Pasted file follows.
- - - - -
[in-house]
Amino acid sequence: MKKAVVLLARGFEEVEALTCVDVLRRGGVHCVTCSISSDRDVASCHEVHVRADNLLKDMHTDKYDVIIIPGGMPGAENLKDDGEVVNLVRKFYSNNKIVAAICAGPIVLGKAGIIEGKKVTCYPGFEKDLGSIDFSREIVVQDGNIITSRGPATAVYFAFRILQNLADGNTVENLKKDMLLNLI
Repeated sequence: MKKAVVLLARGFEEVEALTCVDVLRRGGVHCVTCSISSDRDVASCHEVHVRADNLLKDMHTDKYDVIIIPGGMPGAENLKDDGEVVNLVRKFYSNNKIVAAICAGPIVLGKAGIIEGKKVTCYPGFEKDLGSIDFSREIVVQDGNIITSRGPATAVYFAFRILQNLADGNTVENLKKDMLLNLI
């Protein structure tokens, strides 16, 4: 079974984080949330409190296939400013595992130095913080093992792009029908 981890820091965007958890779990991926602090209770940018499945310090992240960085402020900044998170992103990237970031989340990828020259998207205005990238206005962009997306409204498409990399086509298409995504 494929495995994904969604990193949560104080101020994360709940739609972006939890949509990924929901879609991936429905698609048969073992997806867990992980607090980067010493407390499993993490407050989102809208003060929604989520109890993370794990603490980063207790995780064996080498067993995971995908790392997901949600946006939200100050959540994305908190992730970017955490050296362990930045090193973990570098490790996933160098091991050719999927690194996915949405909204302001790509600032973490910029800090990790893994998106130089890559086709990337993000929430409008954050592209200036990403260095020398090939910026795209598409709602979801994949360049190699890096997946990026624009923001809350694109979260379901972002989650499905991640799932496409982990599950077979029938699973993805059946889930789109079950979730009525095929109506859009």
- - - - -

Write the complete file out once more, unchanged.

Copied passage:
[in-house]
Amino acid sequence: MKKAVVLLARGFEEVEALTCVDVLRRGGVHCVTCSISSDRDVASCHEVHVRADNLLKDMHTDKYDVIIIPGGMPGAENLKDDGEVVNLVRKFYSNNKIVAAICAGPIVLGKAGIIEGKKVTCYPGFEKDLGSIDFSREIVVQDGNIITSRGPATAVYFAFRILQNLADGNTVENLKKDMLLNLI
Repeated sequence: MKKAVVLLARGFEEVEALTCVDVLRRGGVHCVTCSISSDRDVASCHEVHVRADNLLKDMHTDKYDVIIIPGGMPGAENLKDDGEVVNLVRKFYSNNKIVAAICAGPIVLGKAGIIEGKKVTCYPGFEKDLGSIDFSREIVVQDGNIITSRGPATAVYFAFRILQNLADGNTVENLKKDMLLNLI
């Protein structure tokens, strides 16, 4: 079974984080949330409190296939400013595992130095913080093992792009029908 981890820091965007958890779990991926602090209770940018499945310090992240960085402020900044998170992103990237970031989340990828020259998207205005990238206005962009997306409204498409990399086509298409995504 494929495995994904969604990193949560104080101020994360709940739609972006939890949509990924929901879609991936429905698609048969073992997806867990992980607090980067010493407390499993993490407050989102809208003060929604989520109890993370794990603490980063207790995780064996080498067993995971995908790392997901949600946006939200100050959540994305908190992730970017955490050296362990930045090193973990570098490790996933160098091991050719999927690194996915949405909204302001790509600032973490910029800090990790893994998106130089890559086709990337993000929430409008954050592209200036990403260095020398090939910026795209598409709602979801994949360049190699890096997946990026624009923001809350694109979260379901972002989650499905991640799932496409982990599950077979029938699973993805059946889930789109079950979730009525095929109506859009």